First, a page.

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Monday, January 9, 2012

Bell building Magellan in Amarillo.

Image: Bell B412

Bell to build new commercial helicopter in Amarillo

Breaking with its recent past, Bell Helicopter plans to produce its next new commercial helicopter, code named Magellan, at its military aircraft plant in Amarillo.

The decision to build the new aircraft model in Amarillo, rather than at Bell's commercial aircraft production facilities in Mirabel, Canada was announced today in an email to employees from Bell CEO John Garrison.

Bell manufactures gear boxes, rotorblades and other commercial aircraft components in Fort Worth.

Magellan is Bell's program to develop a new medium capacity helicopter, probably capable of hauling about 15 people and with long-range capacity to get to offshore oil rigs. The company officially launched the program a year ago, with no fanfare, but is expected to detail the aircraft's projected capabilities at the annaul Heli Expo trade show that will be held in Dallas next month.

The following is the text of Garrison's message:

Following a company-wide assessment to determine the best use of our production facilities to meet all of our future requirements, we have decided to conduct final assembly, production test flight and delivery of the Magellan aircraft at our Amarillo, Texas facility.

Amarillo was selected principally based on capacity. Our operating plans call for commercial aircraft production in Mirabel to continue to ramp sharply in the years ahead in anticipation that the commercial market will return to growth in the near future, while military production in Amarillo is projected to decline with lower V-22 requirements with the second multi-year contract.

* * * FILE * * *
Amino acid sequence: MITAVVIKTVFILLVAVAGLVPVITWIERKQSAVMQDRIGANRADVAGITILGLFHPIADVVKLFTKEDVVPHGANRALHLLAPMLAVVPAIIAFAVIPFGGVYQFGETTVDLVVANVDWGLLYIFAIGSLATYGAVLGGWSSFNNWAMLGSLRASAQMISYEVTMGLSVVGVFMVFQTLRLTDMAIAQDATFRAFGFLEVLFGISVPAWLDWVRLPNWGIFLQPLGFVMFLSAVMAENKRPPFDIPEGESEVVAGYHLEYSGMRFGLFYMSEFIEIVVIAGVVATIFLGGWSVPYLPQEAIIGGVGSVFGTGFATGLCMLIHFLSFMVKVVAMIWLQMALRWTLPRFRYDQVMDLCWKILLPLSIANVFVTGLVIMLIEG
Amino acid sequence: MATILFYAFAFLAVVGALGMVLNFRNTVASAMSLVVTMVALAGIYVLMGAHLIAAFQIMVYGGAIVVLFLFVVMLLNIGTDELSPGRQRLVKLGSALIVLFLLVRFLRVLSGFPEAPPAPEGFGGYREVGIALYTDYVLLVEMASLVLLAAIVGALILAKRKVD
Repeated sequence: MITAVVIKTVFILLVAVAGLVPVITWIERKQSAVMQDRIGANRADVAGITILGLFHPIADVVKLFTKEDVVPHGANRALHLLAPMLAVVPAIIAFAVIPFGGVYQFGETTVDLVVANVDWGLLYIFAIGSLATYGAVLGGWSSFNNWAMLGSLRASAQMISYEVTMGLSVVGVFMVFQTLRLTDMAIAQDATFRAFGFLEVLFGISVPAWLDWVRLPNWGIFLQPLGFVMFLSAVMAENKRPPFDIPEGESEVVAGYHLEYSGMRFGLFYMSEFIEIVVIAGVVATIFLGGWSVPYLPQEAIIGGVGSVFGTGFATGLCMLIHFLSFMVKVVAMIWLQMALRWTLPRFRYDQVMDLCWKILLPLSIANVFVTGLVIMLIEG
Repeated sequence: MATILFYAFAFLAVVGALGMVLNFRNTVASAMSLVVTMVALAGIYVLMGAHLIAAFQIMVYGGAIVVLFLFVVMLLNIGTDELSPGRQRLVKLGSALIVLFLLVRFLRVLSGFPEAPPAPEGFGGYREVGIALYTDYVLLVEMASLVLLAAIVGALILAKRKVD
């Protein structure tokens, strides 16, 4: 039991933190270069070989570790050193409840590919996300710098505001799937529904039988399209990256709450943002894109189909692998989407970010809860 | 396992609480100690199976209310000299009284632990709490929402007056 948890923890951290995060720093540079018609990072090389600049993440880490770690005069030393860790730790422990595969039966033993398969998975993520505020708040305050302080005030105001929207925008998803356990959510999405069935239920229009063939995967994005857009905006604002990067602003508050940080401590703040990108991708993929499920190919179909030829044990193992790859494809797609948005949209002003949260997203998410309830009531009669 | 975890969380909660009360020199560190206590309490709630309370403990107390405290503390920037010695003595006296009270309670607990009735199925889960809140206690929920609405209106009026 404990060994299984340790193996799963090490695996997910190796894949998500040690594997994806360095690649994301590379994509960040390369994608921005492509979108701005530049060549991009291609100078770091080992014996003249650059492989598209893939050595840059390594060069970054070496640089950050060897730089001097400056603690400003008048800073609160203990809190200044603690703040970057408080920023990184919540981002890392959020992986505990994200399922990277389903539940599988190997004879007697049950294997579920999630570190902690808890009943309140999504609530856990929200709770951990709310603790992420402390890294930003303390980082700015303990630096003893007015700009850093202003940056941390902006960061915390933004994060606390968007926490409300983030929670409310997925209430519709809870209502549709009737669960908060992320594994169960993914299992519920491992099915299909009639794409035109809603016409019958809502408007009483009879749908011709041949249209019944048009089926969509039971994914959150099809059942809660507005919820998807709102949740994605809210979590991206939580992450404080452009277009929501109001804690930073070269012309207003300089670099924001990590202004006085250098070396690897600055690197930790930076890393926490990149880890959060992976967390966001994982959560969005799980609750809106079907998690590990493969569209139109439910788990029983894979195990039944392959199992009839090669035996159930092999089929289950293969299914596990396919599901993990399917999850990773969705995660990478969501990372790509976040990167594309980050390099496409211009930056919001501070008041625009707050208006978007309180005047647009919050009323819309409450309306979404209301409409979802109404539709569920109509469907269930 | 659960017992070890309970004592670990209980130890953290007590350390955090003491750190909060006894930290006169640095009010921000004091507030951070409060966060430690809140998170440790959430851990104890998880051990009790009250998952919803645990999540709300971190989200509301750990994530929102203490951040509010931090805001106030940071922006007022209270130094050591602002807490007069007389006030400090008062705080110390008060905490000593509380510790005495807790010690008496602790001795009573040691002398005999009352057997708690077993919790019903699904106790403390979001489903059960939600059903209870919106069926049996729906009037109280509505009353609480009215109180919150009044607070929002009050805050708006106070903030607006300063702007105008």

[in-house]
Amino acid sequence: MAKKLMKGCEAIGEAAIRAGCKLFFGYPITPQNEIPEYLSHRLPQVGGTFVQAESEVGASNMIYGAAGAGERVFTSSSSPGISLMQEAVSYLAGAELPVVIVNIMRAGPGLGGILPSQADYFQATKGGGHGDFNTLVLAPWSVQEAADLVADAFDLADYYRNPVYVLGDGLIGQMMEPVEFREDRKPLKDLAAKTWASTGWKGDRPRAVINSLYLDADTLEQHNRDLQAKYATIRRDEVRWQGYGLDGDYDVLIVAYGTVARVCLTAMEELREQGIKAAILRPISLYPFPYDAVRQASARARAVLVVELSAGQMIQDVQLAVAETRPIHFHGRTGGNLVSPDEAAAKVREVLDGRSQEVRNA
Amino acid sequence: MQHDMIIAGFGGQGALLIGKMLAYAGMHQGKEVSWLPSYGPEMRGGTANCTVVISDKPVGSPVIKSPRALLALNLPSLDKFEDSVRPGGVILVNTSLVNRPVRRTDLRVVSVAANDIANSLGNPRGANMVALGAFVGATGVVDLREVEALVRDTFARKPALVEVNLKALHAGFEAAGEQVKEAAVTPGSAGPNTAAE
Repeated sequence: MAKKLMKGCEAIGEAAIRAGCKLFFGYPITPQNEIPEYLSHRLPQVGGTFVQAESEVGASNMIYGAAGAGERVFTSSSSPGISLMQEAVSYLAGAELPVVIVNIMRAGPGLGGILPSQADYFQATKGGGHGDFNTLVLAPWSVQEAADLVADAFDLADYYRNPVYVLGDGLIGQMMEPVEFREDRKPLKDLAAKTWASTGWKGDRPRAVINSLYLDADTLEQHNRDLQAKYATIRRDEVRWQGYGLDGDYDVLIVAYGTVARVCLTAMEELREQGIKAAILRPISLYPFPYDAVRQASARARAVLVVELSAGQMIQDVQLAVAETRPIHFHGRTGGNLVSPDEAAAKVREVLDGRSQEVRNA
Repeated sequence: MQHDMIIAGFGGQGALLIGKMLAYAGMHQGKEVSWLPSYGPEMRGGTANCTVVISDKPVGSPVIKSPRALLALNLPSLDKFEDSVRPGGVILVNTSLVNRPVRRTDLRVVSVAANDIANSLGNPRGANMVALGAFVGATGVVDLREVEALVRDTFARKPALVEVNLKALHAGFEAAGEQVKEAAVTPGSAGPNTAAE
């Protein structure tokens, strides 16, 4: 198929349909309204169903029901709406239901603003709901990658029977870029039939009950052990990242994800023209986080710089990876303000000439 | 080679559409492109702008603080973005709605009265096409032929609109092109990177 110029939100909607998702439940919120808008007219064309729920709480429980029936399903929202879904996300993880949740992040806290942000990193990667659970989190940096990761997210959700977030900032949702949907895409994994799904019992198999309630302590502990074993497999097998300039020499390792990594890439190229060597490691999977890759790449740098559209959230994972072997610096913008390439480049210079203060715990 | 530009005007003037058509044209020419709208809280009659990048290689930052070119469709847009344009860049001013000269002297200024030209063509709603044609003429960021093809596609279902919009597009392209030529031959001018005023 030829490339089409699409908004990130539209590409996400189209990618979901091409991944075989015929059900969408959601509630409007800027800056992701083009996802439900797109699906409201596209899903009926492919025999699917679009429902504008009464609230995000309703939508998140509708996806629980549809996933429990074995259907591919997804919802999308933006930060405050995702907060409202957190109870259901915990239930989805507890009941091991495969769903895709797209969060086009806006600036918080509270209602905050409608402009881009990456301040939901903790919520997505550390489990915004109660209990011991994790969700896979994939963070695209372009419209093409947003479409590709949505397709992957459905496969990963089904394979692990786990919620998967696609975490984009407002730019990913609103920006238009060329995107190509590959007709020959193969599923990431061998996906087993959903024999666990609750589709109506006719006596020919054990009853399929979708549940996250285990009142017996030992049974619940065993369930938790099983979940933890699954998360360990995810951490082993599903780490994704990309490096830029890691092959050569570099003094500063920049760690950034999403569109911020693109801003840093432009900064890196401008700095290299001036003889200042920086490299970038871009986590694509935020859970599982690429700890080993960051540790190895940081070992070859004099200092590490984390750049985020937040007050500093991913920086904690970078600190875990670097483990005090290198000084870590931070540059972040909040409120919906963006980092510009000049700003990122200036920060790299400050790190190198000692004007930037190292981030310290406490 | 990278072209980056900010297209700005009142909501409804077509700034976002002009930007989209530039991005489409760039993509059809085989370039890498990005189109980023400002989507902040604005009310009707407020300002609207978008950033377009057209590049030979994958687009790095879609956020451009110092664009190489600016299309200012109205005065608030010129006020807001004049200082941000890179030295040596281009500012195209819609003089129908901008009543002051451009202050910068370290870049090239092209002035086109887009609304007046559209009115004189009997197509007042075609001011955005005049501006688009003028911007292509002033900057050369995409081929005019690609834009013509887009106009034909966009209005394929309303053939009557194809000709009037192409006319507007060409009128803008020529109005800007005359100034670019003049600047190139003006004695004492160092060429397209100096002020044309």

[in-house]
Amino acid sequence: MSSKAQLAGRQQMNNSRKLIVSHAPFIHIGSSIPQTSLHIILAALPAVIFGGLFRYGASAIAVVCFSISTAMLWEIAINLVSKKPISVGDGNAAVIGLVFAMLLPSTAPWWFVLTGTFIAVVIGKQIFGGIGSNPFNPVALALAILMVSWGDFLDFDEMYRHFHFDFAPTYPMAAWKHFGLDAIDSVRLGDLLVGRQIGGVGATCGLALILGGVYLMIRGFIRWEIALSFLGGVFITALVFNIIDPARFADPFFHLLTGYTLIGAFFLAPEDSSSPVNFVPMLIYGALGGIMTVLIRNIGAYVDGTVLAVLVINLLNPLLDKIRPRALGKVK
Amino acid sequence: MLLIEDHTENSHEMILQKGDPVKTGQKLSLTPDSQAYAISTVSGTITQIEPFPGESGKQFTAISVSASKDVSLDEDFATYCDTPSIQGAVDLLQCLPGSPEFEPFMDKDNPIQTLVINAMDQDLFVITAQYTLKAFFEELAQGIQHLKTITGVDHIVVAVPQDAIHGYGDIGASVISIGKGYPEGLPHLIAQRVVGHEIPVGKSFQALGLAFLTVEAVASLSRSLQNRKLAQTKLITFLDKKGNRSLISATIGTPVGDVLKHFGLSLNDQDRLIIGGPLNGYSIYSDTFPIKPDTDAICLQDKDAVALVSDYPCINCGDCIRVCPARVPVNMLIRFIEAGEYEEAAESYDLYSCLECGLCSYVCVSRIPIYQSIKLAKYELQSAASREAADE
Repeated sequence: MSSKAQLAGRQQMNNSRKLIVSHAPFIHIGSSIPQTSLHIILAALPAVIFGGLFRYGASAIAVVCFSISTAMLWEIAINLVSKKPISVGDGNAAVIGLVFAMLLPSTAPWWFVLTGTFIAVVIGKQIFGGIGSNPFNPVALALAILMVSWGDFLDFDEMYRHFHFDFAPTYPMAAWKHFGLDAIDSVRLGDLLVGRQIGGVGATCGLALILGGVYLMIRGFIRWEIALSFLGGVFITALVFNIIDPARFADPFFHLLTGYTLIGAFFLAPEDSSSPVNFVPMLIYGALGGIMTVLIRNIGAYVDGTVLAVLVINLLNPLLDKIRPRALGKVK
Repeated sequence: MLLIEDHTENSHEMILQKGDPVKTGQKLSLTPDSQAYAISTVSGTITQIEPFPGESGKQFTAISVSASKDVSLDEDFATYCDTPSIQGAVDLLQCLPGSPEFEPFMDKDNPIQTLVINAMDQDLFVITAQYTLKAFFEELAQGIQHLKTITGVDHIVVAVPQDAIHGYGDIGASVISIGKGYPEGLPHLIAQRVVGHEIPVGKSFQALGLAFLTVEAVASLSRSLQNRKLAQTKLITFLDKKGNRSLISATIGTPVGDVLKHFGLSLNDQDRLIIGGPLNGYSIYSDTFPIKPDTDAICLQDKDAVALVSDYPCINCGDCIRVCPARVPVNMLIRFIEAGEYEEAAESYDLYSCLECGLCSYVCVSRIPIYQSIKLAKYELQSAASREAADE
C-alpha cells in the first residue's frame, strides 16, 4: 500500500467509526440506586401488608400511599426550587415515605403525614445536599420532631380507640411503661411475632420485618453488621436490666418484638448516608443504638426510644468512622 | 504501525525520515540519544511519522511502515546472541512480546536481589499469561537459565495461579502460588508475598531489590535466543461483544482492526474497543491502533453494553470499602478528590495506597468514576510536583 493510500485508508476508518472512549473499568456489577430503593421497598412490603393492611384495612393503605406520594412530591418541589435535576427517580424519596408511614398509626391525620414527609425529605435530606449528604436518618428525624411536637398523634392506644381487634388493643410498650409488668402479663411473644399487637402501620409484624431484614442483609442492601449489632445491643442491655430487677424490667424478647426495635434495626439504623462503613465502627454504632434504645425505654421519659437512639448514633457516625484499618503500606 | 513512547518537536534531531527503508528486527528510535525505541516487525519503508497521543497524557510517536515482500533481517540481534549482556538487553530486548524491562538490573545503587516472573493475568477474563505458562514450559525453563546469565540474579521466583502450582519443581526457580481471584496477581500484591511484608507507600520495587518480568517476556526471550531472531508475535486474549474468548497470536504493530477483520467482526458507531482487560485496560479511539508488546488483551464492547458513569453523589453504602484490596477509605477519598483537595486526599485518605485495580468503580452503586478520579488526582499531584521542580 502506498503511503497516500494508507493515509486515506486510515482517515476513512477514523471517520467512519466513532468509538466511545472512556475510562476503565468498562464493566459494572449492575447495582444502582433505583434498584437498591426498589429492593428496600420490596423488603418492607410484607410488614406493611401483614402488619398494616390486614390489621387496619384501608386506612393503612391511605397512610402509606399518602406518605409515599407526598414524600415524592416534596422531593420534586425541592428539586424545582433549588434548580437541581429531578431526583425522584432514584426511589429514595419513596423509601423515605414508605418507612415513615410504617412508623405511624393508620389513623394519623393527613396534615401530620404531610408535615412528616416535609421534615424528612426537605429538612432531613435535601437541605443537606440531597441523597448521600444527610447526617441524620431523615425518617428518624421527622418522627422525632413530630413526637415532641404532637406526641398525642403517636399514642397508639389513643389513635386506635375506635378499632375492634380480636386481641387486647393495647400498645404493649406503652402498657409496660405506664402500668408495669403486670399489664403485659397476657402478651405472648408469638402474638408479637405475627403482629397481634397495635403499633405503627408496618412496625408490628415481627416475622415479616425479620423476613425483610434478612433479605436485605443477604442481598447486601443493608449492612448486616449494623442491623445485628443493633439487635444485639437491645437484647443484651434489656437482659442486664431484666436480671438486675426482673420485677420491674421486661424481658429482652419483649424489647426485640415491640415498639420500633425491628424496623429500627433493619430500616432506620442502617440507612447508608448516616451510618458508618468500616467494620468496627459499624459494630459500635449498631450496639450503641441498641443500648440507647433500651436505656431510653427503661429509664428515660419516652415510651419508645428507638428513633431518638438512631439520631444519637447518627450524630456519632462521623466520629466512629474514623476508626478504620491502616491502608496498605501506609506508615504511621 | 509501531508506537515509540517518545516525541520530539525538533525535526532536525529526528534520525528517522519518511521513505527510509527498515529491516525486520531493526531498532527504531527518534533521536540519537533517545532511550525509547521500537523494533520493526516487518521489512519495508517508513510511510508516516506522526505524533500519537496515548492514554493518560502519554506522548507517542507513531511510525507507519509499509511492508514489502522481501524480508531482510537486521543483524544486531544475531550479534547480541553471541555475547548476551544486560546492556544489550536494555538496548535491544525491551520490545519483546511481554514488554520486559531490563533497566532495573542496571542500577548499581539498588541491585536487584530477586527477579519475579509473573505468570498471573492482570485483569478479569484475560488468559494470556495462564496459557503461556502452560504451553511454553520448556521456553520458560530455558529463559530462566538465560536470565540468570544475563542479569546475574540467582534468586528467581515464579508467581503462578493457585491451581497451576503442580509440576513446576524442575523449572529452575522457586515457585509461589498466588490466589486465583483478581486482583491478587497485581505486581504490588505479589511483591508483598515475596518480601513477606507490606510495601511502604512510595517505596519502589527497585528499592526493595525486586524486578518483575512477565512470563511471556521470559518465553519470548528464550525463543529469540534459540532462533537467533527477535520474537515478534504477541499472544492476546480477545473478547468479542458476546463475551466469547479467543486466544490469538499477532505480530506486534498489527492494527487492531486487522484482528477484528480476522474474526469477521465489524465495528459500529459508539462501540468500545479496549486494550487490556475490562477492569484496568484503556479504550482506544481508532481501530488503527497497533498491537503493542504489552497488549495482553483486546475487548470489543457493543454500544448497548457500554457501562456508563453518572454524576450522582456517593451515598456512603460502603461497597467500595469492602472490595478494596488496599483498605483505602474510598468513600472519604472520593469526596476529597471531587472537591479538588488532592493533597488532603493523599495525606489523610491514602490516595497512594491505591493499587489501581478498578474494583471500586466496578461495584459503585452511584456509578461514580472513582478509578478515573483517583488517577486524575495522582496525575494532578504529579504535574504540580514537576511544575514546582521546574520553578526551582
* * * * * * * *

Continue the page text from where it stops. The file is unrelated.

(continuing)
Cross-leveling our capacity in this case to support our balanced business requirements is the best solution for the company as a whole, ensuring that all our production centers remain engaged, and driving lowest overall costs in order to remain competitive in both our commercial and military markets.

This is not a change in our manufacturing and final assembly strategy. Mirabel remains our principle commercial aircraft assembly center and commercial airframe design center of excellence; and Amarillo remains our military assembly and delivery center of excellence. Engineers in Mirabel assigned to the Magellan development team will continue that work.

In a company memo circulated to its employees in January 2011, Bell officially acknowledged Magellan and said it was a follow-on to “Project X.” Many observers believe the rotorcraft builder is working on a medium-twin helicopter to replace the venerable 412–whose basic airframe dates back to the early 1960s and the single-engine UH-1 Huey–and that this new twin would be aimed primarily at the superheated deepwater offshore oil-and-gas market.

It also is believed that Magellan will have civil and military applications, but Bell continues to decline to comment on the memo, which was sent by Jeff Lowinger, vice president of engineering, and Larry Roberts, senior vice president for commercial programs. While giving few details, the memo said the Magellan is part of a strategy to provide customers with a “comprehensive product line-up that best meets or exceeds their operational requirements.”

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